Communicating and Collaborating: Being a Digital Citizen

by Beth Knittle on October 29, 2008

The following is just a brain dump as I try to develop some workshop material on Digital Citizenship and communicating. Just thought I would share.

Back in the day when I started teaching I used a ditto machine, occasionally a copy machine, phone and the US Postal service. There were no mobile phones, texting, email, discussion boards, internet, among others. Somehow we managed. Now there is a large number of ways we can communicate and connect, to some this is a boon to others a night mare.

Lets take a look at email. On the plus side, I can leave an email message for a parent regarding missing homework, I do not have to wait for the mail to deliver it or play phone tag. Email has aided me in setting up a phone call to discuss a sensitive issue again avoiding phone tag. I send messages to myself as a reminder. In my current position, I can quickly connect and some times troubleshoot a situation without having to drive to another school saving time and money. My communication with colleagues, family and friends has increased

On the negative side, my communication with colleagues, family and friends has increased. Communication is so easy people send a message about almost anything, forwarding every joke or funny picture along. Is that really communication? In my current role people no longer trouble shoot a situation. When I had trouble with the ditto machine I could not send a quick message to the AV guys, it could take days to connect. I tried to fix the problem or asked my neighbor for a hand. Now it is email and forget it. Because we can email anytime of day or night we should not expect people to reply anytime of day or night. This expectation of being connected, communicating and working all the time is a new phenomenon.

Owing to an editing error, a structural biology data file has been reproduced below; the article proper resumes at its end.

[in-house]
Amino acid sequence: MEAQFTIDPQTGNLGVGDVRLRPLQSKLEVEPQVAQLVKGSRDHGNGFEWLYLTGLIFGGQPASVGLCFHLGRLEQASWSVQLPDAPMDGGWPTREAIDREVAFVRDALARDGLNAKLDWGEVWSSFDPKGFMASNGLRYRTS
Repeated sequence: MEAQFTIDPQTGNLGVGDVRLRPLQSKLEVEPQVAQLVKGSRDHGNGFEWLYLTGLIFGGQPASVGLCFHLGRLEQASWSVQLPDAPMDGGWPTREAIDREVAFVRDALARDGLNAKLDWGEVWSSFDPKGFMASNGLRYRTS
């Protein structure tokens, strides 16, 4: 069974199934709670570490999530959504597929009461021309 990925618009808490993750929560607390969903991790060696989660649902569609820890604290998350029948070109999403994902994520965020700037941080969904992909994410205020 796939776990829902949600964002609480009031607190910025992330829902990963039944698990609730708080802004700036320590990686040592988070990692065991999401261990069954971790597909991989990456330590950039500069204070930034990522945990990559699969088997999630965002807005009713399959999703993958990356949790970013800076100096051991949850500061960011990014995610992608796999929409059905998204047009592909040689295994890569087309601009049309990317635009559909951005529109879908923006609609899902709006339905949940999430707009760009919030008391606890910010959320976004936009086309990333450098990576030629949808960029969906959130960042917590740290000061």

The tools came and somehow our etiquette and social skills went out the window. When I was in high school I remember my English teacher teaching us how to write a formal letter and a social letter. We even learned how to address it properly using sir, madam, Mr. Mrs. or Miss. We were learning, in modern terms, Social verses Professional Networking. We often complain about the inappropriate use of all these tools. Are we teaching our staff and our students these essential skills of communication? Do they know when to use each tool, what kind of language is appropriate for the audience and situation? Are we modeling good digital citizenship?

{ 5 comments… read them below or add one }

rae October 31, 2008 at 10:35 am

Dear Ma’am:
I’m a senior in high school in the United States and I am doing a project about technology use in other countries. I am trying learn about the types of technology that have had the greatest impact on our world as a whole, over the last 10 years, instead of just seeing how technology plays a role in the United States.
I am hoping that I will get responses from people all across the world.